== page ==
Mary Creighton Stratton

1762 - 1847

Contributed by Garry Wheeler Stone and Linda Hess
Edited by Larry Kidder

I was born in 1762, at Haddonfield, not far from the Delaware River and opposite Philadelphia. My parents operated a fulling mill and a tavern. In 1777 both American soldiers and Hessians came through Haddonfield before and after the battle of Red Bank. Even the American soldiers often took things without paying or paying with the almost worthless paper money. With the British army in Philadelphia, American Continental army troops and militiamen were in and near Haddonfield. On April 5, 1778, American troops in Haddonfield were warned just in time to get out of town before the arrival of 500 British light infantrymen. I was only sixteen years old at the time and my mother and I were awakened at 3:30am by soldiers who destroyed and plundered our property. A militiaman messenger ran into the British troops and his horse was killed right in front of our tavern. Although bayonetted thirteen times by the British soldiers, he was brought into our tavern and my mother and I nursed him through his recovery. Life did not settle down until after the battle of Monmouth in June 1778. After the war, in 1787, I married Dr. James Stratton and left home to establish my own family.

Learn More About Mary Creighton Stratton…

I was born in 1762, to Hugh and Mary Creighton of Haddonfield, Gloucester, now Camden, County not far from the Delaware River and opposite Philadelphia. My father operated a fulling mill where he finished woolens, dyed fabrics, and washed clothing, and my mother operated the Indian King Tavern that they rented. When the war broke out, our tavern served the many people coming to Haddonfield for meetings of the Committee of Safety and the legislature. However, we worried we might lose our lease because our landlord was a Loyalist and his property was subject to seizure. Therefore, on May 1, 1777, my parents purchased three buildings providing excellent facilities for a large tavern.

As a Quaker pacifist, my mother was horrified in 1777 when my brothers joined militia units. On August 25 that year, shortly after we bought the new tavern, a British army landed at the head of Chesapeake Bay and threatened Philadelphia. The Assembly began meeting at our tavern on September 3, but after the American defeat at Brandywine the Legislature fled north to Princeton on September 24.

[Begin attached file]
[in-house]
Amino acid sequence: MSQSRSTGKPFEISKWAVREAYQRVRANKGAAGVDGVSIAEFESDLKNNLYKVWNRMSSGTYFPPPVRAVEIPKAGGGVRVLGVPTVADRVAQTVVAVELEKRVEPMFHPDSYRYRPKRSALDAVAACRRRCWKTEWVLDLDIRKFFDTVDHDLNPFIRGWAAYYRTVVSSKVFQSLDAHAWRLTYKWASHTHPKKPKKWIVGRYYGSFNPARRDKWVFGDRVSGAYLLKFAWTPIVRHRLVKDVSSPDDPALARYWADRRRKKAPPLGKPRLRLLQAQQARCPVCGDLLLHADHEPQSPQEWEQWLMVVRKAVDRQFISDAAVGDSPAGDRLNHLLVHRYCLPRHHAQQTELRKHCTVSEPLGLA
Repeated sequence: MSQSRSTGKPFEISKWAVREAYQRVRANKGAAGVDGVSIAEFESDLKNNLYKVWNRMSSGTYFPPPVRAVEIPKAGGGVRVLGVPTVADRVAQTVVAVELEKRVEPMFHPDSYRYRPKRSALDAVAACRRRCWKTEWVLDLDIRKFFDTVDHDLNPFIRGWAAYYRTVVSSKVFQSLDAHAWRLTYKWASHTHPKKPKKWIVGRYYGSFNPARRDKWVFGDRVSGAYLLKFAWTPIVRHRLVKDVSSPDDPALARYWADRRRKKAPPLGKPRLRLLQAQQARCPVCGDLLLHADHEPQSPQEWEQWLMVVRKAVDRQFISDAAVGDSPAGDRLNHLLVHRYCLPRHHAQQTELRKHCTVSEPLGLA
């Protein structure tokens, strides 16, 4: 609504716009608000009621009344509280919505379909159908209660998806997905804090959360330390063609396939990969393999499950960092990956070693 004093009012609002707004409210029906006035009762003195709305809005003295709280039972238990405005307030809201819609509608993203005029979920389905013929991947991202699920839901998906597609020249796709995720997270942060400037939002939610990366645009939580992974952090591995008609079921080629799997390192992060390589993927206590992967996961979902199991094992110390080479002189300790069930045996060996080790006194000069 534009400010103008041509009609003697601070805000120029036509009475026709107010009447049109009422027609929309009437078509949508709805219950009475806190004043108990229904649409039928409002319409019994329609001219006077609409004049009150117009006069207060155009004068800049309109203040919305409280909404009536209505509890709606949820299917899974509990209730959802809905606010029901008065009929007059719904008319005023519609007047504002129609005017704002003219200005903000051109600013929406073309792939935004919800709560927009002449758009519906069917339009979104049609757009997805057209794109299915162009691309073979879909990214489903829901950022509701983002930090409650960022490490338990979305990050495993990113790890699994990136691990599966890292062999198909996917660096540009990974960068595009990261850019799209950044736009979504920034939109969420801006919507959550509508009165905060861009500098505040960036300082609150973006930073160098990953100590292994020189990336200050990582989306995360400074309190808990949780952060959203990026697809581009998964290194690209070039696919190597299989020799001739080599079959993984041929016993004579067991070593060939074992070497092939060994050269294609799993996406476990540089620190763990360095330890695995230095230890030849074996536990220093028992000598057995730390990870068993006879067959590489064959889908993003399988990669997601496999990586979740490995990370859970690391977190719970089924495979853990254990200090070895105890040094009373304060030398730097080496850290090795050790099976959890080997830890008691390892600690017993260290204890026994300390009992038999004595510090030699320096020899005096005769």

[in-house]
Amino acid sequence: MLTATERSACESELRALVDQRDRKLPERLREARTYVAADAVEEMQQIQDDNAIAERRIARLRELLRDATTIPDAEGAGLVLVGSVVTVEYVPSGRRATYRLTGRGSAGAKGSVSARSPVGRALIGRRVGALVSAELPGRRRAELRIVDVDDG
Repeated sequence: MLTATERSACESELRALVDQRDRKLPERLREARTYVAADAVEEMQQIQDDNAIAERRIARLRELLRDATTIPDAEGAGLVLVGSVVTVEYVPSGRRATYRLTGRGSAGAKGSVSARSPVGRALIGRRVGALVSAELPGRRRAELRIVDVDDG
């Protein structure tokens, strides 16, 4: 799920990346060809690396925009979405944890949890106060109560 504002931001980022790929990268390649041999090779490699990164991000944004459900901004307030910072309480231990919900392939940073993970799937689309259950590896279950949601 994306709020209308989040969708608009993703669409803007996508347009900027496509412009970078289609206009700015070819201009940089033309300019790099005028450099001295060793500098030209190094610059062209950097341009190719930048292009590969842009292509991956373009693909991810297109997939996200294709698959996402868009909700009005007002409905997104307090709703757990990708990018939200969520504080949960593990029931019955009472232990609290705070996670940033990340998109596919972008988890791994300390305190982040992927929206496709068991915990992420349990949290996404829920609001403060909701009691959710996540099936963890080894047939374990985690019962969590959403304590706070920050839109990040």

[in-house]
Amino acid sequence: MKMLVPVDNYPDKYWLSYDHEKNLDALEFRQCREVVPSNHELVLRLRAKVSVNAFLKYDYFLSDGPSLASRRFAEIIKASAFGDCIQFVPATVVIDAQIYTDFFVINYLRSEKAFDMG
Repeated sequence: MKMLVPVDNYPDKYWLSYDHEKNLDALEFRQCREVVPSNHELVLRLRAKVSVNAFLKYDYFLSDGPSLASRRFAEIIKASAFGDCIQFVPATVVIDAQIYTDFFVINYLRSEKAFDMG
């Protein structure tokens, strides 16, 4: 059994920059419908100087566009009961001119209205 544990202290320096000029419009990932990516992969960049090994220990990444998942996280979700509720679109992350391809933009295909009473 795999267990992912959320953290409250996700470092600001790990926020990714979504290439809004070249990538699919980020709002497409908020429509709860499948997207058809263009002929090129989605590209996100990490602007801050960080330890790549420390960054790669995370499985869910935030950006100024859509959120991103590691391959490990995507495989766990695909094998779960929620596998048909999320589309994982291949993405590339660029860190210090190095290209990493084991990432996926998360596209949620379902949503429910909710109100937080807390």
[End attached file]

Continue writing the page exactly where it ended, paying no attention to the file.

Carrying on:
Increasing numbers of militiamen crowded into our town and Continental soldiers marched through on their way to garrison Fort Mercer at Red Bank. On October 21, some of the militiamen left to intercept hundreds of Hessians marching our way, while other militiamen went to Fort Mercer. The Hessians were not stopped and hundreds of the blue-coated, brass-capped men marched through town in front of our tavern. Several days later, after their defeat at the battle of Red Bank, these men, now wild, frightened, angry and accompanied by wagons full of their wounded came back through town on their way to Philadelphia. The next day our militia under Colonel Joseph Ellis returned, but the windows of our tavern were rattled by a terrible explosion, reported to be a British ship blowing up on the river. For weeks we heard loud reports of artillery fire as the British cannonaded Fort Mifflin. Through December, large numbers of our soldiers marched through town, often taking food and items they needed without paying for them and when officers stayed at our tavern they paid with paper money that was really almost worthless.